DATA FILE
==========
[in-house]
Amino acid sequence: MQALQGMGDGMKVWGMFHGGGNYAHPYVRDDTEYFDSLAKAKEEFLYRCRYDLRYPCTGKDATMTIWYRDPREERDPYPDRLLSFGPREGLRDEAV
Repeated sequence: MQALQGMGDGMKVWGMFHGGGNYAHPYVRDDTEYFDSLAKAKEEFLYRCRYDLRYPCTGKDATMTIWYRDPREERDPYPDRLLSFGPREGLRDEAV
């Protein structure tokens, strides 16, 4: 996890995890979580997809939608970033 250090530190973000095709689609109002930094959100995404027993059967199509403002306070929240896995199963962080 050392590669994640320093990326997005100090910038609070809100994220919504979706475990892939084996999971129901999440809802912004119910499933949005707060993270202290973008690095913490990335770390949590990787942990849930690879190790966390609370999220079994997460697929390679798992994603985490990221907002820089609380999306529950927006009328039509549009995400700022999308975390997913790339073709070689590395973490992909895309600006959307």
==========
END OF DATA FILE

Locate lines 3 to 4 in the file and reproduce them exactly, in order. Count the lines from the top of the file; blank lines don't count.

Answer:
Repeated sequence: MQALQGMGDGMKVWGMFHGGGNYAHPYVRDDTEYFDSLAKAKEEFLYRCRYDLRYPCTGKDATMTIWYRDPREERDPYPDRLLSFGPREGLRDEAV
């Protein structure tokens, strides 16, 4: 996890995890979580997809939608970033 250090530190973000095709689609109002930094959100995404027993059967199509403002306070929240896995199963962080 050392590669994640320093990326997005100090910038609070809100994220919504979706475990892939084996999971129901999440809802912004119910499933949005707060993270202290973008690095913490990335770390949590990787942990849930690879190790966390609370999220079994997460697929390679798992994603985490990221907002820089609380999306529950927006009328039509549009995400700022999308975390997913790339073709070689590395973490992909895309600006959307």